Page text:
The protective roles of BBR derivatives against atherosclerosis are likely mediated by NFκB and MAPK signaling pathways. NFκB pathway is a major transcription factor that regulates gene expression of a wide variety of inflammatory mediators including cell adhesion molecules, chemokines, cytokines, and MMPs [30], which are key players in the pathogenesis and development of atherosclerosis and its complications. There are a variety of stimuli which can activate NFκB including vascular injury, oxLDL, and cytokines etc. [30]. One of the key steps in activating NFκB pathway is the stimulation of the IκB kinases [31]. In unstimulated cells, NFκB canonical signaling pathway p65 is localized predominantly in the cytoplasm and remains inactivated through binding with its inhibitory protein, IkB-α. Upon oxLDL stimulation, IκB-α is phosphorylated and subsequently degraded, which allows p65 to be liberated from IkB-α. NFκB is then translocated into the nucleus where it binds to a specific sequence in the promoter of target genes, resulting in increased expression of target genes [30]. NFκB may also be activated by MAPK signaling pathways [32]. MAPK signaling pathways are known to play an important role in the pathogenesis of cardiac and vascular disease including atherosclerosis [33]. Studies have shown that activation of JNK and p38, but not ERK1/2, is required for foam cell formation [24],[34],[35]. Activation of JNK and p38 also induces gene expression of inflammatory mediators such as adhesion molecules and MMPs [36]-[38]. Our previous study found that BBR inhibited activation of NFκB and p38 induced by oxLDL in macrophages [12],[13]. The current study further demonstrated that dhBBR and Di-MeBBR exhibited greater inhibition on activation of NFκB and MAPK (p38 and JNK) in oxLDL-stimulated macrophages and on expression of NFκB p65 in atherosclerotic plaques in apoE−/− mice. BBR derivatives thus exert anti-inflammatory and anti-atherosclerotic effects by targeting NFκB and MAPK (p38 and JNK) signaling pathways.

Superiority of BBR derivatives over BBR is likely due to their enhanced bioavailability. The structure of BBR is extremely flat, which limits its absorption across the intestinal epithelia. In BBR derivatives, the D ring side chain is filled with various substituents, alternating the double bond of ring C and attaching different substituents at the 13-position and other positions [16]. Changing to dhBBR opens up the structure, making it more amenable to uptake, which is substantiated by pharmokinetic data [15]. Enhanced bioavailability of dhBBR leads to improved in vivo efficacy on metabolism [15]. Once absorbed, dhBBR is rapidly converted to BBR, so dhBBR is likely the active moiety. However, dhBBR can also be converted to BBR in the stomach, which would hinder in vivo absorption and reduce its bioavailability [15]. Blocking aromatization of dhBBR 8,8-disubstitution with an alkyl group optimizes dhBBR into more aqueous soluble and acid stable 8,8-dialkyldihydroberberine hydrochlorides. 8,8-Dimethyl-13,13a- dihydroberberine (Di-MeBBR) has been identified as a promising derivative. With improved aqueous solubility and acid stability, Di-MeBBR has significantly higher bioavailability without conversion back to BBR in vivo. Di-MeBBR improves glucose and lipid metabolism in diet-induced obese mice at a relatively low dosage and has been shown to be more effective than dhBBR in db/db mice [16]. In the present study, overall, BBR derivatives have better anti-inflammatory effects than BBR, and reduce atherosclerotic plaque size and instability in apoE−/− mice. There are some differences between Di-MeBBR and dhBBR in terms of improving plaque stability. Compared to vehicle control group, Di-MeBBR group has higher collagen content, whereas dhBBR group has higher α-SMA content and thicker fibrous cap. We have shown that Di-MeBBR, but not dhBBR or BBR, significantly reduces MMP-9 gene and protein expression in apoE−/− mice, which could lead to reduced collagen degradation and higher collagen content in Di-MeBBR group. α-SMA is primarily produced by smooth muscle cells. Whether dhBBR has the effect on smooth muscle cells needs further investigation. In addition, in previous studies [12],[13] and this study, we pretreated cells with BBR and its derivatives before oxLDL stimulation. Our next study will investigate whether treatment of BBR and its derivatives at the same time of or after oxLDL stimulation will exert similar anti-inflammatory effects.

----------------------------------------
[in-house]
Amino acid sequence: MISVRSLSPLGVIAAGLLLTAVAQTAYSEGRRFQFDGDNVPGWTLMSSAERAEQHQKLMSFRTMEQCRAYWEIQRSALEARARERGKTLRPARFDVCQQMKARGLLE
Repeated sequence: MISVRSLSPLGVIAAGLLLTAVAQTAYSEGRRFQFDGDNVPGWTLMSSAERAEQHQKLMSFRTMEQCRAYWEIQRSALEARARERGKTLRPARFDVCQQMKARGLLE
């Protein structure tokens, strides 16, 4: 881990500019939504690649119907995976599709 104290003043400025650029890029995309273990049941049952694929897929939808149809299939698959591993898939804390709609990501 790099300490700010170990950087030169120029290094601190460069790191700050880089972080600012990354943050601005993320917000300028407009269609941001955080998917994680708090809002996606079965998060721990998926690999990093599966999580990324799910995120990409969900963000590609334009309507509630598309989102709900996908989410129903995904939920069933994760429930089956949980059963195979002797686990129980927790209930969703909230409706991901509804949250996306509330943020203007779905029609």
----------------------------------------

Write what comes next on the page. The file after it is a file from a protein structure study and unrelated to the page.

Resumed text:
Conclusions

Our results demonstrate that BBR derivatives (dhBBR and Di-MeBBR) have better inflammatory and anti-atherosclerotic effects compared with BBR. So, BBR derivatives could have therapeutic advantages over BBR as an adjunct therapy in patients with atherosclerosis.

Abbreviations

ACS: 

Acute coronary syndrome

α-SMA: 

α-smooth muscle actin

BBR: 

Berberine

dhBBR: 

Dihdroberberine

Di-MeBBR: 

8,8-dimethyldihydroberberine

EMMPRIN: 

Extracellular matrix metalloproteinase inducer

HDL-C: 

High-density lipoprotein cholesterol

ICAM-1: 

Intercellular adhesion molecule-1

LDL-C: 

Low-density lipoprotein cholesterol

MAPK: 

Mitogen-activated protein kinase

MMPs: 

Metalloproteinases

NFκB: 

Nuclear factor-κB

TC: 

Total cholesterol

TG: 

Total triglycerides

VCAM-1: 

Vascular cell adhesion molecule-1

Declarations

Acknowledgments

We would like to thank Professor Li-Hong Hu ( Institute of Materia Medica, Shanghai, China) for the synthesis of the BBR derivatives.

Funding sources

This project was supported by Shanghai Committee of Science and Technology of China (Grant No. 12ZR1419500), National Natural Science Foundation of China (Grant No. 81270207 and No.30971436) Shanghai Health Bureau Fund (Grant No. ZYSNXD-CC-ZDYJ029) and Shanghai Jiaotong University Innovation Fund for Postgraduates (Grant No. BXJ201229).

Authors’ Affiliations

(1)
Department of Cardiology, Xinhua Hospital Affiliated to Shanghai Jiaotong University, School of Medicine
(2)
Department of Cardiology, Shanghai Ninth People’s Hospital Affiliated Shanghai Jiaotong University, School of Medicine
(3)
Vascular Pharmacology Laboratory, Baker IDI Heart and Diabetes Institute

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© Chen et al.; licensee BioMed Central Ltd. 2014